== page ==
The most common injuries we saw were wounds associated with tsunami/earthquake debris. The animals were well-cared for prior to the disaster, were in good body condition and well fed. Dog breeds such as Shiba Inus and Akitas are also very common in Japan, and their thick warm coats helped them survive outside in the cold temperatures prior to being rescued.
    Continue Reading…

  3. Alice with a rescue

    Alice with a rescue

    When Alice Dietz moved to a neighborhood that was teeming with feral cats, she started utilizing the Trap-Neuter-Return (TNR) program to help. TNR helps control the overall population of cats, reducing the number of cats that wind up in the overburdened sheltering system and ensuring cats on the street are as safe and healthy as possible. Alice’s work has also led her to rescue friendly cats who were dumped as well as cats trapped in hoarding conditions.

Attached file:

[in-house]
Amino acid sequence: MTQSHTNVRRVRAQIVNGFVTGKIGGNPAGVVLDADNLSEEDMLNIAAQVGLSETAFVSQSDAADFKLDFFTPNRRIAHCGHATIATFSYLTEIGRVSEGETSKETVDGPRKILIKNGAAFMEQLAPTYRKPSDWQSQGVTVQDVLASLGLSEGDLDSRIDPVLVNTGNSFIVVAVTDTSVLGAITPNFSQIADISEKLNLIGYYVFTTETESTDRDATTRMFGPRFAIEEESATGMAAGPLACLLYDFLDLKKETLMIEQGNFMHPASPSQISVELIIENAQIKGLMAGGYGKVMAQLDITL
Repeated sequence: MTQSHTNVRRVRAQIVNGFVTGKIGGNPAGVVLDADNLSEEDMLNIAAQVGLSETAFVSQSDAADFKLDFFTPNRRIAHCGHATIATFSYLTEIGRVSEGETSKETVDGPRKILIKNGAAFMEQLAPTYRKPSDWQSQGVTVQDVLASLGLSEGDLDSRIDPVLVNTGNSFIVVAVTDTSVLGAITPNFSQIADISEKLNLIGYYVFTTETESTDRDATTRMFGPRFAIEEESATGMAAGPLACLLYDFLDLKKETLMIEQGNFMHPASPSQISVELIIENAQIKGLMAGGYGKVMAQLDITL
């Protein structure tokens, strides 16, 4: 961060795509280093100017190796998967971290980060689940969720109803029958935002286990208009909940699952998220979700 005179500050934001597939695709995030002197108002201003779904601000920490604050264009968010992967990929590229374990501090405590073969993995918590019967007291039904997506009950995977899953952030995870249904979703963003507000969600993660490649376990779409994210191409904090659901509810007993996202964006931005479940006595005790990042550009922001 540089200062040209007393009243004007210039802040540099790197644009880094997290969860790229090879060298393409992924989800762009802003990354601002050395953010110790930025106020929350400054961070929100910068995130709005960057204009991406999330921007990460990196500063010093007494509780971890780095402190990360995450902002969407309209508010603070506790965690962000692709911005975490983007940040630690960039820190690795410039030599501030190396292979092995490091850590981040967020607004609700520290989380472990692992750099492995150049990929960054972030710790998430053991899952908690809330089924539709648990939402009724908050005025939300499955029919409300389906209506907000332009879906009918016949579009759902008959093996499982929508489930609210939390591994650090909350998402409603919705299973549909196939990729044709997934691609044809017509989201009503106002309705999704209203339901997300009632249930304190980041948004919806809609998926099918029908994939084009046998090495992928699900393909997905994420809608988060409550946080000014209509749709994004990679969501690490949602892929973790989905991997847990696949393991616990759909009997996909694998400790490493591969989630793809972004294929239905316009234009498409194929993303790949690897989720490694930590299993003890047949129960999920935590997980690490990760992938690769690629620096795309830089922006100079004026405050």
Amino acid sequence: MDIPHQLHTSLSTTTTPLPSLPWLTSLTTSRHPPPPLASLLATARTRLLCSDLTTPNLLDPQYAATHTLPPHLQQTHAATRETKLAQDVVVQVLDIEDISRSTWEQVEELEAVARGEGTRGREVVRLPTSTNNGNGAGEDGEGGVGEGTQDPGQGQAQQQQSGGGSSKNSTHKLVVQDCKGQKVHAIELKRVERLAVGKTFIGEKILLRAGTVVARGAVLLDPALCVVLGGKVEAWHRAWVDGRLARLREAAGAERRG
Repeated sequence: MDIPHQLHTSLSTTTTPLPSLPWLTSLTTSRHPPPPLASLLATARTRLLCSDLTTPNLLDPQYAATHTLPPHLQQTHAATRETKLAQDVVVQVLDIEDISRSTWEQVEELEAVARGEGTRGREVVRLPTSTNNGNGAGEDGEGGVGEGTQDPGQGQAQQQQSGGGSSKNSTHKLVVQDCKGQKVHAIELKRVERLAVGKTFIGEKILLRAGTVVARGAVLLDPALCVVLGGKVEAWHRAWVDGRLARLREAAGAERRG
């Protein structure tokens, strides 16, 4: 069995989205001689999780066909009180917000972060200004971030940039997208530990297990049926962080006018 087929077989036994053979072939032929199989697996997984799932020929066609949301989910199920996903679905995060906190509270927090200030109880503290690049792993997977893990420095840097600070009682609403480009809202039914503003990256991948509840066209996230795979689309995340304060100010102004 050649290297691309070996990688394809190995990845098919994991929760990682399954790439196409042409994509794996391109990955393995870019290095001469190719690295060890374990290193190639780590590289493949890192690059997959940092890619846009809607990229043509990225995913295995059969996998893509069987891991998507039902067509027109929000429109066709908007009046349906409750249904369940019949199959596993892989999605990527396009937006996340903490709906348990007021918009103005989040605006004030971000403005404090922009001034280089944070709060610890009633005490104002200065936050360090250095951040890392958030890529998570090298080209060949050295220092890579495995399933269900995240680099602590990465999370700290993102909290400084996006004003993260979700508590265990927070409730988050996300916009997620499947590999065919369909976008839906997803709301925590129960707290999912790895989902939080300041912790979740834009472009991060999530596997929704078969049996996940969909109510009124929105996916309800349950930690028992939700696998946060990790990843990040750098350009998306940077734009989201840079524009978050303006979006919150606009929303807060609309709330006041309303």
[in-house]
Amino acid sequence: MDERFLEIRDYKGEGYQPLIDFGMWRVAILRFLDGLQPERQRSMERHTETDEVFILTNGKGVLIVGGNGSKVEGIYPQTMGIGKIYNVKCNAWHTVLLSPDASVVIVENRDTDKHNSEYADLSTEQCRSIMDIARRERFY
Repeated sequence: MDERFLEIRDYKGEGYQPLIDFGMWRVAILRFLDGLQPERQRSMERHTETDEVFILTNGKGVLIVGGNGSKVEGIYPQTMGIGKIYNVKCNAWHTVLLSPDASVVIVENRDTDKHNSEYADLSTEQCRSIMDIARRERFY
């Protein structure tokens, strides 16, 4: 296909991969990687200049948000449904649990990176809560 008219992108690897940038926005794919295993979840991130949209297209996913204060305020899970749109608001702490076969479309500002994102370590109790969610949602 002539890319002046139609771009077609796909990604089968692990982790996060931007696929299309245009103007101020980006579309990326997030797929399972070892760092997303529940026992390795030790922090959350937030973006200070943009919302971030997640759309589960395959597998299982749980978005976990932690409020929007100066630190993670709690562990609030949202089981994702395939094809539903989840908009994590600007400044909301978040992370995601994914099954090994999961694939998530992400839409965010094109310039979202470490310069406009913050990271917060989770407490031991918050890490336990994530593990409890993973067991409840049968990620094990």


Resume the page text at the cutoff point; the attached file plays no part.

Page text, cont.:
I spoke with Alice about her work to help feral cats using the TNR program and the challenges she’s faced finding foster and adoptive homes for cats.

    SuperVegan: How did you get started with TNR?

    Alice Dietz: Feral cats first came to my attention about two years ago when I moved to Crown Heights, Brooklyn, a neighborhood I now know has scores of feral cats. The reasons for this are many, but it largely comes from generations of irresponsible, or uninformed, pet owners who don’t spay or neuter their cats. When the cat “comes of age,” and goes into heat or starts spraying, at about 4 months of age, out the animal goes, “dumped” by the pet owner onto the street. Of course soon come the kittens, born outside, feral, un-socialized to humans. And these cats, domesticated animals dependent on people, are caught between being “wild,” and not wild enough. They do their best to survive, but the task is a daunting one for them, and generally speaking, it is a grim one.
    Continue Reading…

  4. Bold Native